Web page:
Recently, I came across a fantastic blog by Miss Minimalist whose aim is to live a beautiful life with less stuff. Her blog really resonated with me. Miss Minimalist says that to regain our freedom we simply need to lighten our loads.
Given the sensitive nature of this experiment in conscious dying I had started to explore options. Initially, I had made plans for a more spacious coffin, but eventually scrapped the coffin idea completely in favour of hiring a skip; that way, I could be buried in the local rubbish dump, along with all my assorted paraphernalia...
...or perhaps I could just quietly slip away, and let the relatives sort out my junk for me.
1 x Knitted sweater
2 x Socks
1 x Bottle of water
2 x Cheese/tomato sandwiches
1 x Note book
2 x Pens
1 x Wallet
1 x Mobile Phone
1 x Small First Aid Kit
1 x Distress flare gun - to be used in awful situations only.
F**k it! I refuse to be defined by my belongings any longer. The buck stops here! It’s time to put things in there proper place before I die.; to find the courage to wave goodbye to the background noise, and simplify my life.
‘ Love and fear cannot exist in the same space , so everything you are holding on to through fear is blocking you having more love in your life; clearing it allows more love to start pouring in. Fear stops you being who you truly are and doing what you came here to do; clutter clearing brings you greater clarity about your life purpose. Fear suppresses your vital life force energy; releasing clutter helps reconnect you to your own natural vitality. Letting go of clutter leaves you free to be you, which is the greatest gift you can ever give yourself.’ - Karen Kingston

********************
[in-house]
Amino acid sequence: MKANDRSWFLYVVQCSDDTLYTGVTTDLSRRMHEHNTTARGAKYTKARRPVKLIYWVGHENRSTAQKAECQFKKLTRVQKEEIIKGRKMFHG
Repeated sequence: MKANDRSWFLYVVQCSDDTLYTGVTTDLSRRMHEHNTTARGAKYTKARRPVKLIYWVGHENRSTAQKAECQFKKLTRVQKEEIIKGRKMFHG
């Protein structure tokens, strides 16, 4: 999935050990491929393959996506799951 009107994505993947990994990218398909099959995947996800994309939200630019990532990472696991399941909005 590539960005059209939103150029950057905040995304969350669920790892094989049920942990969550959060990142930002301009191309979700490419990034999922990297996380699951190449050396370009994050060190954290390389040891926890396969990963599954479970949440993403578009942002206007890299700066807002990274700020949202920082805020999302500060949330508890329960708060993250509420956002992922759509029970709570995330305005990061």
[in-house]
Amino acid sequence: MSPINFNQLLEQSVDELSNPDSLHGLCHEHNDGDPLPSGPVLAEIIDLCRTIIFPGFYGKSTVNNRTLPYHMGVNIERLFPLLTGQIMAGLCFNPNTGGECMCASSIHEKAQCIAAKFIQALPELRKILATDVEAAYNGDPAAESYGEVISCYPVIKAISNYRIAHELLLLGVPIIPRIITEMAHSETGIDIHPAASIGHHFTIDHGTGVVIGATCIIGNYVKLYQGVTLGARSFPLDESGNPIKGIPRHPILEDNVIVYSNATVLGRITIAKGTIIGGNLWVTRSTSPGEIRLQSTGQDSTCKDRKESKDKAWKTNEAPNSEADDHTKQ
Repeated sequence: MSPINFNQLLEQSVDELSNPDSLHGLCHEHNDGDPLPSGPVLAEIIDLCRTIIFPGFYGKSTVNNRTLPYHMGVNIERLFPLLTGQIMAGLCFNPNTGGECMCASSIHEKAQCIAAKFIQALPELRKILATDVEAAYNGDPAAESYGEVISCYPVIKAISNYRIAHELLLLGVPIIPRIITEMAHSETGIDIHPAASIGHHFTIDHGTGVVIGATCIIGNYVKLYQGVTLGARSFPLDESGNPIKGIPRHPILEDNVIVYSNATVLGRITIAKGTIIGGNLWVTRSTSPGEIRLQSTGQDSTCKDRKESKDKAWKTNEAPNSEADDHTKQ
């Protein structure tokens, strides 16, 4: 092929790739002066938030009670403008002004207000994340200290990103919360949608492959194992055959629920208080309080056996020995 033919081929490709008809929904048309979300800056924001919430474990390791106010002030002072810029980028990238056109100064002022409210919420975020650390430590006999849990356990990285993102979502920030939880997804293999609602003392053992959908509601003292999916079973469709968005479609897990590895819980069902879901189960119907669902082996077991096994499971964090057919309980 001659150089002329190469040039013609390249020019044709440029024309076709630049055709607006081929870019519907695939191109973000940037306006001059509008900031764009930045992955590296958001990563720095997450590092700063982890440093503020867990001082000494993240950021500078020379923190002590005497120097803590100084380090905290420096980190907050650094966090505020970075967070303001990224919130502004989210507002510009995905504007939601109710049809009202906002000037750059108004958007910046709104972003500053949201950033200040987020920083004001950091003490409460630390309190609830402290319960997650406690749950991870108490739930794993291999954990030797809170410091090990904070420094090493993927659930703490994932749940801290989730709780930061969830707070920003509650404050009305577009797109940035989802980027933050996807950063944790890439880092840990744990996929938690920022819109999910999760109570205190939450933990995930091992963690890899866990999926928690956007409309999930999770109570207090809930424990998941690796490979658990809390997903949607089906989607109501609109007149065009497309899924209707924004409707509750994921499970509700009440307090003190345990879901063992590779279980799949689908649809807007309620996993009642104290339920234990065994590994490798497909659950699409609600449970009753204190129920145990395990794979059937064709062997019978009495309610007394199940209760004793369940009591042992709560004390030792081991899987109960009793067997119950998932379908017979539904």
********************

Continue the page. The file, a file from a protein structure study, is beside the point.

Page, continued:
Question every item. In a small carry-on, every item must pull its weight. Demand the same of your household possessions: have a conversation with your stuff, and ask what value it adds to your life. If the answer is “not much,” give it the heave-ho.
Set limits. To keep his bag light, a traveller might limit his pants to two, his shirts to three, and his socks to four. Use a similar strategy to keep your stuff under control: decide, for example, to own only five sweaters, fifty books, or the amount of craft supplies that’ll fit into one storage box.
Use modules. Take inspiration from packing cubes, and gather like items (cosmetics, office supplies, video games) into separate “modules.” Consolidating your stuff helps you see how much you have, weed out duplicates, and keep a lid on further accumulation.
Think versatility. To save space, light packers favour items that do double- or triple-duty (like clothes that can be dressed up or down, and layered for different climates). Use the same principle in your home: choose versatile or multi-functional items (like a sleeper sofa, or all-purpose sauté pan) over single-task ones.
Digitise. Digital music, books, and documents are not only easier to transport—they’re also easier to store. Use technology to transform physical possessions into bits and bytes: scan paperwork, convert CDs to MP3s, and buy electronic books instead of paper ones.
Live on the edge. The light traveller addresses her needs as they arise; if she runs out of toothpaste in Tokyo, she simply buys some more. Adopt a similar philosophy at home: instead of stockpiling stuff or holding on to “just in cases,” acquire things on an as-needed basis.